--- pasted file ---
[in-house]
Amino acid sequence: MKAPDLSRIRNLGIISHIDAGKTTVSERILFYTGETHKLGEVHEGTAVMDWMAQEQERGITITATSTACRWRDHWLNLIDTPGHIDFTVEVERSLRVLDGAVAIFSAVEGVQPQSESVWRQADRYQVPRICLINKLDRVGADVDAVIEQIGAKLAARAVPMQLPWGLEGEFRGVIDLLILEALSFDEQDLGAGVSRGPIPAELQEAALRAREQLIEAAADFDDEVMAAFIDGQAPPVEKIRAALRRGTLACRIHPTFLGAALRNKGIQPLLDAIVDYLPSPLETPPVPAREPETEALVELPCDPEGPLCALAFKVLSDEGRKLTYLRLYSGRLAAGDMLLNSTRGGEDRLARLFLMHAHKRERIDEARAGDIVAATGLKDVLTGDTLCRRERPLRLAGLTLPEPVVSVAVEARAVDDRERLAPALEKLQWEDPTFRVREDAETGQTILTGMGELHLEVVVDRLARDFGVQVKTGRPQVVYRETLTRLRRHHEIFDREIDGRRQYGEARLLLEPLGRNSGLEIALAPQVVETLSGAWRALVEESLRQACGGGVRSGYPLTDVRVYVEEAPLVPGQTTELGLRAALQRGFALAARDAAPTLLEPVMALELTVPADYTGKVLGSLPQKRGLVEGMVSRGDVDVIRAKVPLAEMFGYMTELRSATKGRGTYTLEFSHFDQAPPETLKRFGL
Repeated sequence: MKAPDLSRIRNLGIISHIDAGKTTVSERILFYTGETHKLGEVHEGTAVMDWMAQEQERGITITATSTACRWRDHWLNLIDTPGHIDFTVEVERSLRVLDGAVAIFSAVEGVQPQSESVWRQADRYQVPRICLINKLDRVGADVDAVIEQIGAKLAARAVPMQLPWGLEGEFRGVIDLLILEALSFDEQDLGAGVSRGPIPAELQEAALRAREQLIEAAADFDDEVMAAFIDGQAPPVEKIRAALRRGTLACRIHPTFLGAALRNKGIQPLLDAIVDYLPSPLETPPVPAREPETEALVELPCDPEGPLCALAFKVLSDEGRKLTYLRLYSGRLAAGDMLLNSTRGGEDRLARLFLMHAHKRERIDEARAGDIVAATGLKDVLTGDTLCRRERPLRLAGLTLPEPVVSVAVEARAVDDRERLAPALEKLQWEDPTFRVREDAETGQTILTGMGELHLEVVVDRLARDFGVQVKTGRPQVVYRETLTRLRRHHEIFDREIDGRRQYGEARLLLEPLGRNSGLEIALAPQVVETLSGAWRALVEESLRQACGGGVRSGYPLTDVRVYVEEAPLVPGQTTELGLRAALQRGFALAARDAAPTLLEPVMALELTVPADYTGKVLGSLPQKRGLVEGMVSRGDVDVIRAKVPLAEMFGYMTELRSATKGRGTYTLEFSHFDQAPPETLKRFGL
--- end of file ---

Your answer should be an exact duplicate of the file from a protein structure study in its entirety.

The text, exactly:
[in-house]
Amino acid sequence: MKAPDLSRIRNLGIISHIDAGKTTVSERILFYTGETHKLGEVHEGTAVMDWMAQEQERGITITATSTACRWRDHWLNLIDTPGHIDFTVEVERSLRVLDGAVAIFSAVEGVQPQSESVWRQADRYQVPRICLINKLDRVGADVDAVIEQIGAKLAARAVPMQLPWGLEGEFRGVIDLLILEALSFDEQDLGAGVSRGPIPAELQEAALRAREQLIEAAADFDDEVMAAFIDGQAPPVEKIRAALRRGTLACRIHPTFLGAALRNKGIQPLLDAIVDYLPSPLETPPVPAREPETEALVELPCDPEGPLCALAFKVLSDEGRKLTYLRLYSGRLAAGDMLLNSTRGGEDRLARLFLMHAHKRERIDEARAGDIVAATGLKDVLTGDTLCRRERPLRLAGLTLPEPVVSVAVEARAVDDRERLAPALEKLQWEDPTFRVREDAETGQTILTGMGELHLEVVVDRLARDFGVQVKTGRPQVVYRETLTRLRRHHEIFDREIDGRRQYGEARLLLEPLGRNSGLEIALAPQVVETLSGAWRALVEESLRQACGGGVRSGYPLTDVRVYVEEAPLVPGQTTELGLRAALQRGFALAARDAAPTLLEPVMALELTVPADYTGKVLGSLPQKRGLVEGMVSRGDVDVIRAKVPLAEMFGYMTELRSATKGRGTYTLEFSHFDQAPPETLKRFGL
Repeated sequence: MKAPDLSRIRNLGIISHIDAGKTTVSERILFYTGETHKLGEVHEGTAVMDWMAQEQERGITITATSTACRWRDHWLNLIDTPGHIDFTVEVERSLRVLDGAVAIFSAVEGVQPQSESVWRQADRYQVPRICLINKLDRVGADVDAVIEQIGAKLAARAVPMQLPWGLEGEFRGVIDLLILEALSFDEQDLGAGVSRGPIPAELQEAALRAREQLIEAAADFDDEVMAAFIDGQAPPVEKIRAALRRGTLACRIHPTFLGAALRNKGIQPLLDAIVDYLPSPLETPPVPAREPETEALVELPCDPEGPLCALAFKVLSDEGRKLTYLRLYSGRLAAGDMLLNSTRGGEDRLARLFLMHAHKRERIDEARAGDIVAATGLKDVLTGDTLCRRERPLRLAGLTLPEPVVSVAVEARAVDDRERLAPALEKLQWEDPTFRVREDAETGQTILTGMGELHLEVVVDRLARDFGVQVKTGRPQVVYRETLTRLRRHHEIFDREIDGRRQYGEARLLLEPLGRNSGLEIALAPQVVETLSGAWRALVEESLRQACGGGVRSGYPLTDVRVYVEEAPLVPGQTTELGLRAALQRGFALAARDAAPTLLEPVMALELTVPADYTGKVLGSLPQKRGLVEGMVSRGDVDVIRAKVPLAEMFGYMTELRSATKGRGTYTLEFSHFDQAPPETLKRFGL